White #198559 v. Barry et al
OPINION ; signed by Judge R. Allan Edgar (Judge R. Allan Edgar, cam)
UNITED STATES OF AMERICA
UNITED STATES DISTRICT COURT
FOR THE WESTERN DISTRICT OF MICHIGAN
Case No. 2:14-cv-55
Honorable R. Allan Edgar
HERBERT BARRY et al.,
This is a civil rights action brought by a state prisoner pursuant to 42 U.S.C. § 1983.
The Court has granted Plaintiff leave to proceed in forma pauper\is. Under the Prison Litigation
Reform Act, PUB. L. NO. 104-134, 110 STAT. 1321 (1996), the Court is required to dismiss any
prisoner action brought under federal law if the complaint is frivolous, malicious, fails to state a
claim upon which relief can be granted, or seeks monetary relief from a defendant immune from such
relief. 28 U.S.C. §§ 1915(e)(2), 1915A; 42 U.S.C. § 1997e(c). The Court must read Plaintiff’s pro
se complaint indulgently, see Haines v. Kerner, 404 U.S. 519, 520 (1972), and accept Plaintiff’s
allegations as true, unless they are clearly irrational or wholly incredible. Denton v. Hernandez, 504
U.S. 25, 33 (1992). Applying these standards, Plaintiff’s action will be dismissed for failure to state
Plaintiff is presently incarcerated at the Baraga Correctional Facility (AMF). In his
pro se complaint, he sues Aramark Food Corporation (Aramark) and the following AMF employees:
Food Service Directors Herbert Barry and Unknown Leinonen, Assistant Food Service Director
(AFSD) Joseph Neher, Warden Robert Napel, Grievance Specialist Sean Lockhart and Hearing
Administrator Richard D. Russell.
Plaintiff’s brief complaint concerns the meals he has received while incarcerated at
AMF. Since arriving at AMF in 2000, Plaintiff complains that he has been served undercooked and
raw beans, expired milk and juice, and waited hours for meals while housed in segregation. “On/As
of 5/17/07,” Plaintiff states that he notified Food Service Director Barry about receiving expired
orange juice. (Compl., docket #1, Page ID#3.) As of August 25, 2010, Plaintiff claims that AFSD
Neher knew of his meal and utensil preferences. On January 5, 2011, Plaintiff also notified Neher
about receiving raw and undercooked vegetables. Plaintiff states that the poorly prepared food and
expired drinks continued when Aramark began providing food services on December 1, 2013, and
has not been corrected as of January 1, 2014. Since his arrival at AMF, Plaintiff further asserts that
every Warden has refused to enforce Michigan Department of Corrections (MDOC) Policy Directive
02.03.100 “Employee Discipline,” and MDOC Policy Directive 02.03.130 “Corrective Action for
Reading Plaintiff’s complaint liberally, he appears to allege that Defendants Barry,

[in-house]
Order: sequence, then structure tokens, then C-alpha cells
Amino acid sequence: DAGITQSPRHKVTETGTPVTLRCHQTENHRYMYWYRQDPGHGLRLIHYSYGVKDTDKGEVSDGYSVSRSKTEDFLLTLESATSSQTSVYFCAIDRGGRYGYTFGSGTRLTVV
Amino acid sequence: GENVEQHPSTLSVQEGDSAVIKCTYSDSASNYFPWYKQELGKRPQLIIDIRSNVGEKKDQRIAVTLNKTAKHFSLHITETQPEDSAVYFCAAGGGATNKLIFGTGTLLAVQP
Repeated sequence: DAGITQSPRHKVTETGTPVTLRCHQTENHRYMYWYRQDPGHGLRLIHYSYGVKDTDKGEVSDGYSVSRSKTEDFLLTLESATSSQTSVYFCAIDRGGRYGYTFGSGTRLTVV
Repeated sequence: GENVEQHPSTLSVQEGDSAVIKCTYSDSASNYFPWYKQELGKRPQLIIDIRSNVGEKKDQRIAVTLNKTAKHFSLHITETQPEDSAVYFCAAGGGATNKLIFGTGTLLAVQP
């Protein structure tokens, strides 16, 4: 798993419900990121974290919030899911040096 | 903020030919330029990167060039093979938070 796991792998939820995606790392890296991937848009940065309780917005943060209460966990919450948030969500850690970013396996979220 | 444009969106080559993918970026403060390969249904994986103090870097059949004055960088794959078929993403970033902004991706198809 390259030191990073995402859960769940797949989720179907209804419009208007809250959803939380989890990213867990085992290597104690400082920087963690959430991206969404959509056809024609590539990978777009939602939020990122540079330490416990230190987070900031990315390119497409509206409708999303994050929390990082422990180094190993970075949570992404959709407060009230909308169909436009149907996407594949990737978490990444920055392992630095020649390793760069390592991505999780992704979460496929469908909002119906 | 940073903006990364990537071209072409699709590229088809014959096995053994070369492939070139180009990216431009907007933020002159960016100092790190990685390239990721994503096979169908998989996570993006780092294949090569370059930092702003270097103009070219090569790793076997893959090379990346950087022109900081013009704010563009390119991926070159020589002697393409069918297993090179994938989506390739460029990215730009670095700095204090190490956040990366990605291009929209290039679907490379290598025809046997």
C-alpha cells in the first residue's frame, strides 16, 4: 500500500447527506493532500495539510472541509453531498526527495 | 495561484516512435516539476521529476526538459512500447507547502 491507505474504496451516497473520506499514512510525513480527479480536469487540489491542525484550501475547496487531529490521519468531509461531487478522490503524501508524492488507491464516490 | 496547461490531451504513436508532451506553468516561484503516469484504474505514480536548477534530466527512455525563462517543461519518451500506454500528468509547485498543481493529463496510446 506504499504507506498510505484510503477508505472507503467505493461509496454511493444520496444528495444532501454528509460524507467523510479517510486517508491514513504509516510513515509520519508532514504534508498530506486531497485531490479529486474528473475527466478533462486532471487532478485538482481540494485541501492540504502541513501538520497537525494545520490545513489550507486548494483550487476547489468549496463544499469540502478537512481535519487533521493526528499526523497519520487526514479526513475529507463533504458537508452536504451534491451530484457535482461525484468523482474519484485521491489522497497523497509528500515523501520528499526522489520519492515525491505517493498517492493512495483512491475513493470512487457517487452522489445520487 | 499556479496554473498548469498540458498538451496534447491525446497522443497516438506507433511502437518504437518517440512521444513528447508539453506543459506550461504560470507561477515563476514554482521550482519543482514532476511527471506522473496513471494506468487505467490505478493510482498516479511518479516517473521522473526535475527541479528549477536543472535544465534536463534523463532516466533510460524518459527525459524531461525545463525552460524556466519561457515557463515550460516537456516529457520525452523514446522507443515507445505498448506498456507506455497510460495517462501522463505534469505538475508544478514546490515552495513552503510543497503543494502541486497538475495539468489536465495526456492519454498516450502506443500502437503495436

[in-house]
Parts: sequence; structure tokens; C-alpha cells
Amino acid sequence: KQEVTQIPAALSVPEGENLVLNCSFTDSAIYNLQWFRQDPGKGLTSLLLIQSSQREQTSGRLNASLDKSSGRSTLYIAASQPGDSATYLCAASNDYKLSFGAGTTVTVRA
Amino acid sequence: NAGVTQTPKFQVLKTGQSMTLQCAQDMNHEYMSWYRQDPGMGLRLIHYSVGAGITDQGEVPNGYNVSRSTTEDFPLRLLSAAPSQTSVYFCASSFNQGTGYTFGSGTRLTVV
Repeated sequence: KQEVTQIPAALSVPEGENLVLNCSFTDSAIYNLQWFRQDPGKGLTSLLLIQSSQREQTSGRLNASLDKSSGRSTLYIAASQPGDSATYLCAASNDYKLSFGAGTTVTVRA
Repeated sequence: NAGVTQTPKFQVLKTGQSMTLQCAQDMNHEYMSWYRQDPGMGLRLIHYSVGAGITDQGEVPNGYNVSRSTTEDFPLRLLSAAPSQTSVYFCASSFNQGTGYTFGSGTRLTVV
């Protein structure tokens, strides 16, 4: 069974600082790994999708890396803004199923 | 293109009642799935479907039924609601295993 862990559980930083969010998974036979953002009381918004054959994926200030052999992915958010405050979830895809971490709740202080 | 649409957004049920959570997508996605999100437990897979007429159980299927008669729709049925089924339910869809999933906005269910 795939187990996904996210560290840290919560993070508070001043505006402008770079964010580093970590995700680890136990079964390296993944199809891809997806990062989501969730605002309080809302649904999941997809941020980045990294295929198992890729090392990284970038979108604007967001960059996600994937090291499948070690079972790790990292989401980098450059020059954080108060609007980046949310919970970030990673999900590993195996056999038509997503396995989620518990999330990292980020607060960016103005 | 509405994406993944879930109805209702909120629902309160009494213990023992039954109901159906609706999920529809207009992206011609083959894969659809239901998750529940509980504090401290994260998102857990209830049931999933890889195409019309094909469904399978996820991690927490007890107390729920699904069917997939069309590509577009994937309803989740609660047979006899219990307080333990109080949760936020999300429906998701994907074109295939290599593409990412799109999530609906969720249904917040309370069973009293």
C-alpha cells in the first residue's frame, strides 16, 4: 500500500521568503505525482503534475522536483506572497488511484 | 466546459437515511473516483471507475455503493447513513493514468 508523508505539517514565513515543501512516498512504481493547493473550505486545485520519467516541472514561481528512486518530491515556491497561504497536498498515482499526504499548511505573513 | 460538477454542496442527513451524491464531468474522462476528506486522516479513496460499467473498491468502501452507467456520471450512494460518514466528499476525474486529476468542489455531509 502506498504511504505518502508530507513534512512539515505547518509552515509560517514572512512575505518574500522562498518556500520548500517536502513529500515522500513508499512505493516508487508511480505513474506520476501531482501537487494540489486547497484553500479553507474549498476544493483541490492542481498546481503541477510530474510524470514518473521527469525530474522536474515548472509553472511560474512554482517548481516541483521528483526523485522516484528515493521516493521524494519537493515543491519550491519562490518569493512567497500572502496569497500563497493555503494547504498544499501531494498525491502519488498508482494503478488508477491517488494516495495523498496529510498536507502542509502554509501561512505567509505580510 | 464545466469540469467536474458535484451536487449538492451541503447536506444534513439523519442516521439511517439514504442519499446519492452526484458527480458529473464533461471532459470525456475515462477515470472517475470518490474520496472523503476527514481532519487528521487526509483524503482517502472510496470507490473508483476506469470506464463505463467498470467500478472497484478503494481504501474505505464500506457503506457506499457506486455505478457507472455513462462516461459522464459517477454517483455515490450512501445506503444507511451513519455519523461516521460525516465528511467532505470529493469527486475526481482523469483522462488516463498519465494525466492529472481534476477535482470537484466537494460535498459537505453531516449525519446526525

Neher and Aramark violated his Eighth Amendment rights. See Haines, 404 U.S. at 520. Plaintiff
also complains that Warden Napel refused to enforce two MDOC Policy Directives.
Plaintiff requests injunctive relief, 72.5 million dollars in monetary damages and 14.5
million dollars in punitive damages.
Failure to state a claim
A complaint may be dismissed for failure to state a claim if it fails “‘to give the
defendant fair notice of what the . . . claim is and the grounds upon which it rests.’” Bell Atl. Corp.
v. Twombly, 550 U.S. 544, 555 (2007) (quoting Conley v. Gibson, 355 U.S. 41, 47 (1957)). While
a complaint need not contain detailed factual allegations, a plaintiff’s allegations must include more
than labels and conclusions. Twombly, 550 U.S. at 555; Ashcroft v. Iqbal, 556 U.S. 662, 678 (2009)
(“Threadbare recitals of the elements of a cause of action, supported by mere conclusory statements,
do not suffice.”). The court must determine whether the complaint contains “enough facts to state
a claim to relief that is plausible on its face.” Twombly, 550 U.S. at 570. “A claim has facial
plausibility when the plaintiff pleads factual content that allows the court to draw the reasonable
inference that the defendant is liable for the misconduct alleged.” Iqbal, 556 U.S. at 679. Although
the plausibility standard is not equivalent to a “‘probability requirement,’ . . . it asks for more than
a sheer possibility that a defendant has acted unlawfully.” Iqbal, 556 U.S. at 678 (quoting Twombly,
550 U.S. at 556). “[W]here the well-pleaded facts do not permit the court to infer more than the
mere possibility of misconduct, the complaint has alleged – but it has not ‘show[n]’ – that the
pleader is entitled to relief.” Iqbal, 556 U.S. at 679 (quoting FED. R. CIV. P. 8(a)(2)); see also Hill
v. Lappin, 630 F.3d 468, 470-71 (6th Cir. 2010) (holding that the Twombly/Iqbal plausibility
standard applies to dismissals of prisoner cases on initial review under 28 U.S.C. §§ 1915A(b)(1)
To state a claim under 42 U.S.C. § 1983, a plaintiff must allege the violation of a right